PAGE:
Tuesday, 30 May 2017
PRIESTS JOIN DOWNTOWN BOYS TO CO-HEADLINE THE DOME THIS OCTOBER IN LONDON!
Upset The Rhythm presents…
Wednesday 18 October
Tufnell Park Dome, 178 Junction Road, Tufnell Park, London, N19 5QQ
7.30pm | £12 | http://www.wegottickets.com/event/405435
PRIESTS are Daniele Daniele (drums), Katie Alice Greer (vocals), G.L. Jaguar (guitar), and Taylor Mulitz (bass). Formed in 2011 in Washington DC, the band has proven a valuable force for strangeness in a city that is increasingly terraformed by norms. At a time when few groups were making serious moves beyond the Beltway, Priests toured throughout North America and Europe. More significantly, they've helped to raise the general standard of show-going at home through cassettes and singles released on Sister Polygon, including music by bands like Sneaks, Snail Mail, Pinkwash, Cigarette, Downtown Boys, and numerous Priests-affiliated groups like Gauche and Flasher. Still, even amidst thriving hometown creativity, Priests possess a singular gravity. They are physical and combustible, urgent and visceral. This January, Nothing Feels Natural, the band's first full length LP was released on their own label Sister Polygon Records. It's the bands most stylistically diverse set of songs to date, expanding on their lo-fi post-punk bona-fides with ideas drawn from pop, R&B, and industrial noise. Thematically, Nothing can be understood as a series of vignettes - nine stories that crystallize into a bigger picture about the economics of human relationships, the invisibility of feminized labor, and the dual purpose of art for both the group and the individual. It's a record that thrives amid the tension between that what is valued and what is dismissed; between what is desired and what is presented.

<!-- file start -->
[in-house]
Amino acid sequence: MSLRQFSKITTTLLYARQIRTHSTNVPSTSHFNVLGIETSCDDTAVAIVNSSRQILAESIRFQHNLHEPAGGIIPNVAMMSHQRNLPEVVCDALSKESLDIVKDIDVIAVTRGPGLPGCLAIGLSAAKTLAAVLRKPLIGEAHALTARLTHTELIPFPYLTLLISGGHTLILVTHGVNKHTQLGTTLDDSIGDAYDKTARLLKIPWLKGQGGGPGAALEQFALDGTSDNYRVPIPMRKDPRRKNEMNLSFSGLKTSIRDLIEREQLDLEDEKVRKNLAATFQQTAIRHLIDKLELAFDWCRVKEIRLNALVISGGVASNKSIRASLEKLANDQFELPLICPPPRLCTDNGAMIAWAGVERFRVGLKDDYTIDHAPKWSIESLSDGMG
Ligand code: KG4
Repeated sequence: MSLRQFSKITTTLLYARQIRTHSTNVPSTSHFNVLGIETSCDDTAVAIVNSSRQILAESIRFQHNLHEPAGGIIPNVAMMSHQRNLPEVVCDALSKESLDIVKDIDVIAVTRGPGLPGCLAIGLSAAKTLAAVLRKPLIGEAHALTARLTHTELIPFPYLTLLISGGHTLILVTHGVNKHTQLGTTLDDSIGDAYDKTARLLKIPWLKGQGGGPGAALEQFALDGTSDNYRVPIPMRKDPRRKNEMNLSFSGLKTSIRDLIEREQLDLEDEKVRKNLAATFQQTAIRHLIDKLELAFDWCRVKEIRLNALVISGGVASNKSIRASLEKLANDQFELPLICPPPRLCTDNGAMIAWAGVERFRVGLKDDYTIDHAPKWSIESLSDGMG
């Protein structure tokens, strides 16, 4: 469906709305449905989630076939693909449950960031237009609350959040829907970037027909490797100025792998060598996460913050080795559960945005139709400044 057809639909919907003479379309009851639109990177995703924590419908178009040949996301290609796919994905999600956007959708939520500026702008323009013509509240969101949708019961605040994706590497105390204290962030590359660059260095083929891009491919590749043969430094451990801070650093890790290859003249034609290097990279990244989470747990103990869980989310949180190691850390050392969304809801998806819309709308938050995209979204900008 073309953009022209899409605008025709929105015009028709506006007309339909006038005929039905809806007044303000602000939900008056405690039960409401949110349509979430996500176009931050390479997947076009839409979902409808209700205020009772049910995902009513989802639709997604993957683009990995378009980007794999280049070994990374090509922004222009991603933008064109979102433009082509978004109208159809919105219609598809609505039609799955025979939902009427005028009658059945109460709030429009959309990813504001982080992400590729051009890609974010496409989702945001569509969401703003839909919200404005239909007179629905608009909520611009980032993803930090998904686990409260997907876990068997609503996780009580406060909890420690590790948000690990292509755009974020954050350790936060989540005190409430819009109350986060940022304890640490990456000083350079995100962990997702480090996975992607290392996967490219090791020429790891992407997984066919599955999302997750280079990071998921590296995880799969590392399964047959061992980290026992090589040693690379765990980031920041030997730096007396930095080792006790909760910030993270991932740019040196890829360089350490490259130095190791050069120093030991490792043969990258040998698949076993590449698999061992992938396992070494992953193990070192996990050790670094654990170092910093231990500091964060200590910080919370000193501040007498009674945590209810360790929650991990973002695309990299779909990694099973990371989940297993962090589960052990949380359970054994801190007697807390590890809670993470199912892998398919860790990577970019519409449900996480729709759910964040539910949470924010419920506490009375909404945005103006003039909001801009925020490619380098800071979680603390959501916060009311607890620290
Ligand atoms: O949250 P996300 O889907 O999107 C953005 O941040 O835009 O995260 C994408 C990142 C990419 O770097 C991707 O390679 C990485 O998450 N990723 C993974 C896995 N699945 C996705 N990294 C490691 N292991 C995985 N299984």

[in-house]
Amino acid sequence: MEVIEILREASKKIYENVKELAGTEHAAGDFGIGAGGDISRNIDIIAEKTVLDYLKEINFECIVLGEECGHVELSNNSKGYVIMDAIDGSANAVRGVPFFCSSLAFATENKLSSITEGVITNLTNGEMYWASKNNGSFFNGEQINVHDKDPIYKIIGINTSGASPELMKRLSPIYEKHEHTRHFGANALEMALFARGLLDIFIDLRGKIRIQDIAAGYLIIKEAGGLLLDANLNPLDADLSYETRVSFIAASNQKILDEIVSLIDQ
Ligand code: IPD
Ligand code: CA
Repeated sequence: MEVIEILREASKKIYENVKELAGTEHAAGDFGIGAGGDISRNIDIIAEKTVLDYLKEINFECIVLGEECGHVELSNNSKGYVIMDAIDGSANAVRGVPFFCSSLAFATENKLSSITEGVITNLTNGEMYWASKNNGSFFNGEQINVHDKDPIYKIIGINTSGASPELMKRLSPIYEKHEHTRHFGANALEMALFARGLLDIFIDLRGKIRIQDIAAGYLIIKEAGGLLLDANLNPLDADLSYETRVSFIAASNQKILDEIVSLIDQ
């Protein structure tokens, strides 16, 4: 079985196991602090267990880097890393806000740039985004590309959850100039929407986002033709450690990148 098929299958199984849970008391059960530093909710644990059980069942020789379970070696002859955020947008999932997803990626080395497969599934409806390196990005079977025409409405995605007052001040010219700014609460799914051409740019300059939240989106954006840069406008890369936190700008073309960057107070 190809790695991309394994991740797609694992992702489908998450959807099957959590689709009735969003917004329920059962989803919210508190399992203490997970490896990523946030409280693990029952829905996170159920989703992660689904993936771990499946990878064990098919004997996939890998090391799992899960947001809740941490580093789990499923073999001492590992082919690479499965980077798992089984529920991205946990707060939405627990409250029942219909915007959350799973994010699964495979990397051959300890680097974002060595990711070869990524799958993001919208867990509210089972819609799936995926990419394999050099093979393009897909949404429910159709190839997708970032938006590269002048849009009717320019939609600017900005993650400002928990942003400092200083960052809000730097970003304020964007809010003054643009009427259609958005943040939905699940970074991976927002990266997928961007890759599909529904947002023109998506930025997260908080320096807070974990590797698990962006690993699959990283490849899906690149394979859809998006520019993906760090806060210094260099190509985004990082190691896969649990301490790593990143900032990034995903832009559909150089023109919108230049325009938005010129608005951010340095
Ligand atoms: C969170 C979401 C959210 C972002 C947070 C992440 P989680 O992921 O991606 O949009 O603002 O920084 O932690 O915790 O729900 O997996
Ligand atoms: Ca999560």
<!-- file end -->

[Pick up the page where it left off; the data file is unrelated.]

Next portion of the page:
DOWNTOWN BOYS use their ferocious energy and powerhouse live shows to unite crowds in the struggle to smash racism, queerphobia, capitalism, fascism, boredom, and all things people use to try to close our minds, eyes and hearts. The Providence, RI band have just announced their third album, Cost of Living, to be released August 11th on Sub Pop. The new album - the follow-up to their critically-acclaimed sophomore album, 2015's Full Communism - is at once incendiary, cathartic, and fun, melding the band's revolutionary ideals with boundless energy. Produced by Fugazi's Guy Picciotto, one of indie-rock's most mythological figures (he also produced Blonde Redhead, The Gossip, and others), Cost of Living shows a sense of maturity without compromising the band's righteous assault and captivating presence. The position of Downtown Boys has been clear since they started storming through basements and DIY spaces with their radically-minded, indefatigable rock music: they are here to topple the white-cis-het hegemony and draft a new history. This is how Downtown Boys began, and their resolve has only strengthened as both their sound and audience have grown. Like the socially conscious groups of years past, from Public Enemy to Rage Against the Machine, Downtown Boys harness powerful sloganeering, repetitive grooves, and earworm hooks to create one of the most necessary musical statements of today.